A quest for textiles and a bike trip lured Paula de la Cruz to Bhutan. The scenery, the people, and yak meat were just lucky bonuses.
BHUTAN – Landing in the wide green valley of Paro in western Bhutan, the first thing to jump out is color. Not from flowers or the landscape but from the intricate decorations painted on the wooden overhangs of a building that acts as the airport's one and only gate. Bhutanese men and children stand out among the few khaki-drenched tourists with their knee-length robes, or ghos, the national dress for men, woven in plaid patterns of contrasting hues. I have come to Bhutan to learn about thagzo — literally, "the art of weaving" — the most refined and complex of the country's thirteen traditional arts, which also include woodworking, papermaking, goldsmithing, and stone carving.
Silk Robes and Evil Spirits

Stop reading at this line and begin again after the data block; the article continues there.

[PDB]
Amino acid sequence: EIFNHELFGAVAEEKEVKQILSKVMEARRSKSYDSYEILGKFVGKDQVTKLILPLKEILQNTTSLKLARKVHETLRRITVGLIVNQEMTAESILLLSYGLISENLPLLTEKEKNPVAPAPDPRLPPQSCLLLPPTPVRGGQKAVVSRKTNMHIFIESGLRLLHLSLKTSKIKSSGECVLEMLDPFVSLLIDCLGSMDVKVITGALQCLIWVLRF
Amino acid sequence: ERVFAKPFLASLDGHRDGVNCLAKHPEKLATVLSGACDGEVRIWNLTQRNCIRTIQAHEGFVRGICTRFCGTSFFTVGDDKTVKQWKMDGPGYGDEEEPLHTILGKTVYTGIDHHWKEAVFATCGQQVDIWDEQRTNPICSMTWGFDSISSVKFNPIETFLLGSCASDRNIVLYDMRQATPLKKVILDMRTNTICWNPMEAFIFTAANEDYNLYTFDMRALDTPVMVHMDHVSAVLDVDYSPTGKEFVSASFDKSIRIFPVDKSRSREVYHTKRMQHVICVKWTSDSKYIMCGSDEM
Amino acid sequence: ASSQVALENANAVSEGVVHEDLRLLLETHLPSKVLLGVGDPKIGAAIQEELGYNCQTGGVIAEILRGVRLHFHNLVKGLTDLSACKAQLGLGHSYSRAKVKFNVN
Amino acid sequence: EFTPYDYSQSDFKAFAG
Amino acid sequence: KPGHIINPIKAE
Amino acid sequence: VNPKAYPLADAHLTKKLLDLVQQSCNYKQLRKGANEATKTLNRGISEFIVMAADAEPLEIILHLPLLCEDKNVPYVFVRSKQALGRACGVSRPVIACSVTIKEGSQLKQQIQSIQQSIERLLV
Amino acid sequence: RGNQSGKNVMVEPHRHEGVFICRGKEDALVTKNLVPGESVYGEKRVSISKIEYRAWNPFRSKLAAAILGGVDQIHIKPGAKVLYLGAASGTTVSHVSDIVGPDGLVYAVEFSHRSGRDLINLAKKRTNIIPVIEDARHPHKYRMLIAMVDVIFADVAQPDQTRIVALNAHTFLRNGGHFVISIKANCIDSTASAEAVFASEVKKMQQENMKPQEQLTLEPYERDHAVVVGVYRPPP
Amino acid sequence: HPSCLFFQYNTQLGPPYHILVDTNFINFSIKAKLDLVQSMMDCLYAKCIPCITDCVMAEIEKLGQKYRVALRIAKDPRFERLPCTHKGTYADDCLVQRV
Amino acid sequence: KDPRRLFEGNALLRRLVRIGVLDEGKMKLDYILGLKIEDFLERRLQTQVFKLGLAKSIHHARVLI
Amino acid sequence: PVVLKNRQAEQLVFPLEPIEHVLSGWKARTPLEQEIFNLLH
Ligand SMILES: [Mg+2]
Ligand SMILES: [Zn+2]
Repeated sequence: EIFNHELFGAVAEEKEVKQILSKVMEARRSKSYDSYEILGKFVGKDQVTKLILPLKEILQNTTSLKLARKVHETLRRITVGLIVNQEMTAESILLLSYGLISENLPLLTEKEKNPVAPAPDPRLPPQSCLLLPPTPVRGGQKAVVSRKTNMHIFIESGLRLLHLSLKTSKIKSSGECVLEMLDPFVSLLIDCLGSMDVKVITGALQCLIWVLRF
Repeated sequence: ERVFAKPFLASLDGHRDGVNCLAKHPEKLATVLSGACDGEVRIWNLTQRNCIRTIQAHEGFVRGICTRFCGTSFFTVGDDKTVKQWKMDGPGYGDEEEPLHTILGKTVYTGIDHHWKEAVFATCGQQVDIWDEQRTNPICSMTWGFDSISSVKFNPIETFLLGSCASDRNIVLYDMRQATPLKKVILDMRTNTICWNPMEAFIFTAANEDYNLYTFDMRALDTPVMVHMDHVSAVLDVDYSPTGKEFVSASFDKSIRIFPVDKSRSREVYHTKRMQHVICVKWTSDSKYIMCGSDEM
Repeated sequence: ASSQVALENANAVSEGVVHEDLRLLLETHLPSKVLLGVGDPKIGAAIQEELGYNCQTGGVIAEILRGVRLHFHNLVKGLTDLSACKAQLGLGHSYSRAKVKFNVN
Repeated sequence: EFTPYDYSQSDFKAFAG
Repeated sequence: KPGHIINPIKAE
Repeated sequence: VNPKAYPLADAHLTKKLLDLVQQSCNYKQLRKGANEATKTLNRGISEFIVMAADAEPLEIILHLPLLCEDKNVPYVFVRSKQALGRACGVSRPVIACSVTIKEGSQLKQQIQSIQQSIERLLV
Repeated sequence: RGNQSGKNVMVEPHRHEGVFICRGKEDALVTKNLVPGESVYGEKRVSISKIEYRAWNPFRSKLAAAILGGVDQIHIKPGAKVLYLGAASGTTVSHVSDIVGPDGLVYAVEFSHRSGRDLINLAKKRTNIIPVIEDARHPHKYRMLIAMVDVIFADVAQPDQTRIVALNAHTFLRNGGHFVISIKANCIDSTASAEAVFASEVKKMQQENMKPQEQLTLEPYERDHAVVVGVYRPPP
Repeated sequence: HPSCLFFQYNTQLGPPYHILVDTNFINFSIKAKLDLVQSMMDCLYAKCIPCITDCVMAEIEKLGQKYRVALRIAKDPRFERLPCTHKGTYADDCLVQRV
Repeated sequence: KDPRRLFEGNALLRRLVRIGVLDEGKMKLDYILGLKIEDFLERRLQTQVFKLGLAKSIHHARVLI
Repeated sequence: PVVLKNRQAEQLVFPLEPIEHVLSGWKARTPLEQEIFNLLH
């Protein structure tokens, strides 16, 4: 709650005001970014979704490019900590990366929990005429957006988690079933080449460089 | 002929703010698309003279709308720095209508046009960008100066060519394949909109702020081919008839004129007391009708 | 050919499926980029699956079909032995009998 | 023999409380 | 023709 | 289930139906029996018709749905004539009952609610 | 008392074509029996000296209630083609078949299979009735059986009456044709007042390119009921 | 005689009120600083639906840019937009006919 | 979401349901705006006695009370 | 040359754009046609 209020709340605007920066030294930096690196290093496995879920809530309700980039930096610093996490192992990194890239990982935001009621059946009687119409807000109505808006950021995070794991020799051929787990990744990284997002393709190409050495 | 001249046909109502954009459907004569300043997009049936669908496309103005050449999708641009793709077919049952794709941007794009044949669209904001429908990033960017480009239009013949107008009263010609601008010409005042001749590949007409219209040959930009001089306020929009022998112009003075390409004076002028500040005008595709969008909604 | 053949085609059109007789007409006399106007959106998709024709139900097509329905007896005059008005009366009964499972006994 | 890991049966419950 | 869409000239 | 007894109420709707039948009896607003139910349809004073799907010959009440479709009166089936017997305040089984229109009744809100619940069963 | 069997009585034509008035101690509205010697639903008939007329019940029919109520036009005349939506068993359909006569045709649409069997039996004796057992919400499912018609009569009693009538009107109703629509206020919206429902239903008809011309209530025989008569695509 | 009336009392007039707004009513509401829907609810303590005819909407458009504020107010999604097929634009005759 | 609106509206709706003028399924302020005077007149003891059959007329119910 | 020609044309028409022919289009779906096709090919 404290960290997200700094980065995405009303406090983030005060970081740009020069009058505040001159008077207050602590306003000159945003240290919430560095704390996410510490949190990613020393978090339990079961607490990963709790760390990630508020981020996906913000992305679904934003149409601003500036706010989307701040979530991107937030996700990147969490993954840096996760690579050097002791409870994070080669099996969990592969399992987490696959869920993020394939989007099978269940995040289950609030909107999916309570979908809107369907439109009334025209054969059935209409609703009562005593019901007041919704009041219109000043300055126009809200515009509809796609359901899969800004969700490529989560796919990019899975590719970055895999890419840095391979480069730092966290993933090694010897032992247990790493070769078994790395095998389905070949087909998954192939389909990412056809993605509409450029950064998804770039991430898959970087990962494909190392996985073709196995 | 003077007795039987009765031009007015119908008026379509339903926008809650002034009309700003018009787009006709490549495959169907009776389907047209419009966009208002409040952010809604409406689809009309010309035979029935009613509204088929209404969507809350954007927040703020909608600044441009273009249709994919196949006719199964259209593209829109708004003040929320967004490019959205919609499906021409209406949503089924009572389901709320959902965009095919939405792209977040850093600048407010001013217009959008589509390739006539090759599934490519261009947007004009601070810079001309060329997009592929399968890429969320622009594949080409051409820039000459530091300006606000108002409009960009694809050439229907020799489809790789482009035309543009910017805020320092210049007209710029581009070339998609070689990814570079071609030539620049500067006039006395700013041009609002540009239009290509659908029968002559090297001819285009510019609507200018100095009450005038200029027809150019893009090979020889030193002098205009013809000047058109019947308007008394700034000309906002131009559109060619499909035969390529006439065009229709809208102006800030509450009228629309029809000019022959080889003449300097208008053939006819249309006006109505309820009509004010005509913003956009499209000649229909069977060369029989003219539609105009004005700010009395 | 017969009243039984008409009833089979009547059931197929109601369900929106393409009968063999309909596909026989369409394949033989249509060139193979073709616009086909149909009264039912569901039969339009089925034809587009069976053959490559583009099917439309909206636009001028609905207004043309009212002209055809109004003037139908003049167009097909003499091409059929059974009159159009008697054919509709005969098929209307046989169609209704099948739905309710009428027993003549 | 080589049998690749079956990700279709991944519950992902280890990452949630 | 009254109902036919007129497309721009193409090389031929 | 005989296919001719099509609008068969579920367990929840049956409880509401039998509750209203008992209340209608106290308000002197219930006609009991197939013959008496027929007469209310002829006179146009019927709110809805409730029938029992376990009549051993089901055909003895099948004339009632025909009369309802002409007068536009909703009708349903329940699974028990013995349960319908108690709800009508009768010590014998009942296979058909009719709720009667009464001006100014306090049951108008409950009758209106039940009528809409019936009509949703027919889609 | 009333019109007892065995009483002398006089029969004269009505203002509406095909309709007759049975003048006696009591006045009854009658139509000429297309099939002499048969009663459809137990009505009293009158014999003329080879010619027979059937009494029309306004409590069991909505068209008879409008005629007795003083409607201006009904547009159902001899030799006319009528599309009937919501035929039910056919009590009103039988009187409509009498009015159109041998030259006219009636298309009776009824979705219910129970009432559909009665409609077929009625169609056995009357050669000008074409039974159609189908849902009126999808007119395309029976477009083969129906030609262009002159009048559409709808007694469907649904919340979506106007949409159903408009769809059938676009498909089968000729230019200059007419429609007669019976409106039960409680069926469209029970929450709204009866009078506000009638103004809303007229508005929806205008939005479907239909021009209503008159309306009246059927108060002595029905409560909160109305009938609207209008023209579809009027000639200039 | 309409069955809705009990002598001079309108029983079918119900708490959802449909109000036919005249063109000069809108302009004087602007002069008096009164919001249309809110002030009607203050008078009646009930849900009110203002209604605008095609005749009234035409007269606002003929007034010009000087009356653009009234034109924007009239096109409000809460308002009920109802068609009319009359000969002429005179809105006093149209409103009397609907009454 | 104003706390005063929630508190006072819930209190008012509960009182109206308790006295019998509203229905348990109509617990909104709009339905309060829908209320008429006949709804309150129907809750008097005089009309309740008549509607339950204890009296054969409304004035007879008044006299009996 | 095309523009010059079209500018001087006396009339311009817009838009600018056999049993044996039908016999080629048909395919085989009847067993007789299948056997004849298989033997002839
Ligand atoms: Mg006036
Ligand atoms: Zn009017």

My first stop is the Gagyel Lhundrup Weaving Centre in Bhutan's capital, Thimphu. It's a simple building with unfinished cement floors where a dozen women work quickly at their looms while whispering into cell phones. Some have come after the harvest season in eastern Bhutan, an area known for its fine weaving and silk worms. Only an experienced weaver can make a kushutara, the most prized and intricate textile found in Bhutan and the formal wrap dress for women. Bhutanese royals have trusted the Lhundrup center for decades for their ceremonial needs, including the young King Jigme Khesar Namgyel Wangchuck and Queen Jetsun Pema, whose gho and kushutara for their for their were woven here.
Everyday women's clothes consist of a kira, a full-length skirt worn with a toego, a long-sleeved silk blazer. Unlike the kiras that come in every possible color, a kushutara always follows the basic colors of the woman's own astrological element: green for wood, red for fire, yellow for earth, white for metal, and blue for water.